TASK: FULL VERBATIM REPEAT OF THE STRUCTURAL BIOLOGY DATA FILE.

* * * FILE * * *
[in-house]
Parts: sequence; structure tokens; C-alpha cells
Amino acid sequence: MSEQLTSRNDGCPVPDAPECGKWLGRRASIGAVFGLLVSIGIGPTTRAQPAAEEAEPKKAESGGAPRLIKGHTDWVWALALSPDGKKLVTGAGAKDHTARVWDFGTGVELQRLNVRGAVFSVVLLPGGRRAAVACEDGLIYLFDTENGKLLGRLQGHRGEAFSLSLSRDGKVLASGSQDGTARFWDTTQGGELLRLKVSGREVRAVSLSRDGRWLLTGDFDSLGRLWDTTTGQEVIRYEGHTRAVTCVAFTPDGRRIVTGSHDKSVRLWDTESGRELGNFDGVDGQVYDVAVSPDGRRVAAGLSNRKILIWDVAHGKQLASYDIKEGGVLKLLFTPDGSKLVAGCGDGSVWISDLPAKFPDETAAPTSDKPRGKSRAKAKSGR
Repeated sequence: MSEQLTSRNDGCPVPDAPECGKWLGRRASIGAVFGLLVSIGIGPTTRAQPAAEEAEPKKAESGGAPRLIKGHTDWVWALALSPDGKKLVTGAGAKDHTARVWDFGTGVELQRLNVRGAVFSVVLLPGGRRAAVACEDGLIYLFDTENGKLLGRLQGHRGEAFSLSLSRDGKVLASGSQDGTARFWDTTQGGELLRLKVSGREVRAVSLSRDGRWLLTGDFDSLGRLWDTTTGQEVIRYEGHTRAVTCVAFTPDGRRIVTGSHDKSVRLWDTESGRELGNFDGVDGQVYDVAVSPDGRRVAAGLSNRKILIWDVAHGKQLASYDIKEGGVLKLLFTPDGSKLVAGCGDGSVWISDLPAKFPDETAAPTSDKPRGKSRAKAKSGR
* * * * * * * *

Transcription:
[in-house]
Parts: sequence; structure tokens; C-alpha cells
Amino acid sequence: MSEQLTSRNDGCPVPDAPECGKWLGRRASIGAVFGLLVSIGIGPTTRAQPAAEEAEPKKAESGGAPRLIKGHTDWVWALALSPDGKKLVTGAGAKDHTARVWDFGTGVELQRLNVRGAVFSVVLLPGGRRAAVACEDGLIYLFDTENGKLLGRLQGHRGEAFSLSLSRDGKVLASGSQDGTARFWDTTQGGELLRLKVSGREVRAVSLSRDGRWLLTGDFDSLGRLWDTTTGQEVIRYEGHTRAVTCVAFTPDGRRIVTGSHDKSVRLWDTESGRELGNFDGVDGQVYDVAVSPDGRRVAAGLSNRKILIWDVAHGKQLASYDIKEGGVLKLLFTPDGSKLVAGCGDGSVWISDLPAKFPDETAAPTSDKPRGKSRAKAKSGR
Repeated sequence: MSEQLTSRNDGCPVPDAPECGKWLGRRASIGAVFGLLVSIGIGPTTRAQPAAEEAEPKKAESGGAPRLIKGHTDWVWALALSPDGKKLVTGAGAKDHTARVWDFGTGVELQRLNVRGAVFSVVLLPGGRRAAVACEDGLIYLFDTENGKLLGRLQGHRGEAFSLSLSRDGKVLASGSQDGTARFWDTTQGGELLRLKVSGREVRAVSLSRDGRWLLTGDFDSLGRLWDTTTGQEVIRYEGHTRAVTCVAFTPDGRRIVTGSHDKSVRLWDTESGRELGNFDGVDGQVYDVAVSPDGRRVAAGLSNRKILIWDVAHGKQLASYDIKEGGVLKLLFTPDGSKLVAGCGDGSVWISDLPAKFPDETAAPTSDKPRGKSRAKAKSGR